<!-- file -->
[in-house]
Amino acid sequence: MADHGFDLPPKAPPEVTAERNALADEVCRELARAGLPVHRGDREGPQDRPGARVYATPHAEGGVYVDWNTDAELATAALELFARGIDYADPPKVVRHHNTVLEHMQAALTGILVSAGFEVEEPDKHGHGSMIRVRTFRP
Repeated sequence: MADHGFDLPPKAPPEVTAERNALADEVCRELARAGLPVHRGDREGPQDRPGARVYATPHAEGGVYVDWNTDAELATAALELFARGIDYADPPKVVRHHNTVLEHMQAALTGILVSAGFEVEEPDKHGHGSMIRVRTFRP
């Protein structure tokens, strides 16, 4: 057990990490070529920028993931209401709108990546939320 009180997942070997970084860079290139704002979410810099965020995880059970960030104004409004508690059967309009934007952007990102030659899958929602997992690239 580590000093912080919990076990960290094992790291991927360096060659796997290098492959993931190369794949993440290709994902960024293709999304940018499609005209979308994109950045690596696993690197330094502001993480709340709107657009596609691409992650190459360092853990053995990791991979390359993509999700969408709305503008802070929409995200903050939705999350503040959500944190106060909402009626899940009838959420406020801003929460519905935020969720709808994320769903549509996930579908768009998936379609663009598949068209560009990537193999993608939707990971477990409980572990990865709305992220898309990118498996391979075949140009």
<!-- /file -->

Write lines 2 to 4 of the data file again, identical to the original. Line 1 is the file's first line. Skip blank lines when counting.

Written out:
Amino acid sequence: MADHGFDLPPKAPPEVTAERNALADEVCRELARAGLPVHRGDREGPQDRPGARVYATPHAEGGVYVDWNTDAELATAALELFARGIDYADPPKVVRHHNTVLEHMQAALTGILVSAGFEVEEPDKHGHGSMIRVRTFRP
Repeated sequence: MADHGFDLPPKAPPEVTAERNALADEVCRELARAGLPVHRGDREGPQDRPGARVYATPHAEGGVYVDWNTDAELATAALELFARGIDYADPPKVVRHHNTVLEHMQAALTGILVSAGFEVEEPDKHGHGSMIRVRTFRP
């Protein structure tokens, strides 16, 4: 057990990490070529920028993931209401709108990546939320 009180997942070997970084860079290139704002979410810099965020995880059970960030104004409004508690059967309009934007952007990102030659899958929602997992690239 580590000093912080919990076990960290094992790291991927360096060659796997290098492959993931190369794949993440290709994902960024293709999304940018499609005209979308994109950045690596696993690197330094502001993480709340709107657009596609691409992650190459360092853990053995990791991979390359993509999700969408709305503008802070929409995200903050939705999350503040959500944190106060909402009626899940009838959420406020801003929460519905935020969720709808994320769903549509996930579908768009998936379609663009598949068209560009990537193999993608939707990971477990409980572990990865709305992220898309990118498996391979075949140009």